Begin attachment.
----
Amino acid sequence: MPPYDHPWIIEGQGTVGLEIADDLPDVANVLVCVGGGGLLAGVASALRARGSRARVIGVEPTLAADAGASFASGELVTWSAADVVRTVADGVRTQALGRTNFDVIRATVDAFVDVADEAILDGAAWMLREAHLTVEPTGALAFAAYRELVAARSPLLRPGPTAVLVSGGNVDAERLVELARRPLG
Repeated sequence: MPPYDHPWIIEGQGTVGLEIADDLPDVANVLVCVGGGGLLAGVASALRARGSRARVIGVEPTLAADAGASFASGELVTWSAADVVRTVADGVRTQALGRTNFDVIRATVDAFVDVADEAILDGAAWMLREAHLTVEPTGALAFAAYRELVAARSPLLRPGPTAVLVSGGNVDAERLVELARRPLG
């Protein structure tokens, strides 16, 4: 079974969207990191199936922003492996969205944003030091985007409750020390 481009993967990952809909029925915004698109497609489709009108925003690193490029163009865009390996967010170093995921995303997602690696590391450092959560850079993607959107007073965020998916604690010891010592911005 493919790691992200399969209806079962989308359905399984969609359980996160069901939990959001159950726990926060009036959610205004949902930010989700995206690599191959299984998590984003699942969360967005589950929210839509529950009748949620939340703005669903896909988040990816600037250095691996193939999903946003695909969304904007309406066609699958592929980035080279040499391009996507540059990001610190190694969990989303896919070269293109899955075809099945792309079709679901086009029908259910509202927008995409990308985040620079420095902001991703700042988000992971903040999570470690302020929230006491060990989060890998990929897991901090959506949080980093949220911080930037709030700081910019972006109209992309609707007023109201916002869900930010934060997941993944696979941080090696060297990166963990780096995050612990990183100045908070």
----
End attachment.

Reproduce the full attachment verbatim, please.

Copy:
Amino acid sequence: MPPYDHPWIIEGQGTVGLEIADDLPDVANVLVCVGGGGLLAGVASALRARGSRARVIGVEPTLAADAGASFASGELVTWSAADVVRTVADGVRTQALGRTNFDVIRATVDAFVDVADEAILDGAAWMLREAHLTVEPTGALAFAAYRELVAARSPLLRPGPTAVLVSGGNVDAERLVELARRPLG
Repeated sequence: MPPYDHPWIIEGQGTVGLEIADDLPDVANVLVCVGGGGLLAGVASALRARGSRARVIGVEPTLAADAGASFASGELVTWSAADVVRTVADGVRTQALGRTNFDVIRATVDAFVDVADEAILDGAAWMLREAHLTVEPTGALAFAAYRELVAARSPLLRPGPTAVLVSGGNVDAERLVELARRPLG
């Protein structure tokens, strides 16, 4: 079974969207990191199936922003492996969205944003030091985007409750020390 481009993967990952809909029925915004698109497609489709009108925003690193490029163009865009390996967010170093995921995303997602690696590391450092959560850079993607959107007073965020998916604690010891010592911005 493919790691992200399969209806079962989308359905399984969609359980996160069901939990959001159950726990926060009036959610205004949902930010989700995206690599191959299984998590984003699942969360967005589950929210839509529950009748949620939340703005669903896909988040990816600037250095691996193939999903946003695909969304904007309406066609699958592929980035080279040499391009996507540059990001610190190694969990989303896919070269293109899955075809099945792309079709679901086009029908259910509202927008995409990308985040620079420095902001991703700042988000992971903040999570470690302020929230006491060990989060890998990929897991901090959506949080980093949220911080930037709030700081910019972006109209992309609707007023109201916002869900930010934060997941993944696979941080090696060297990166963990780096995050612990990183100045908070």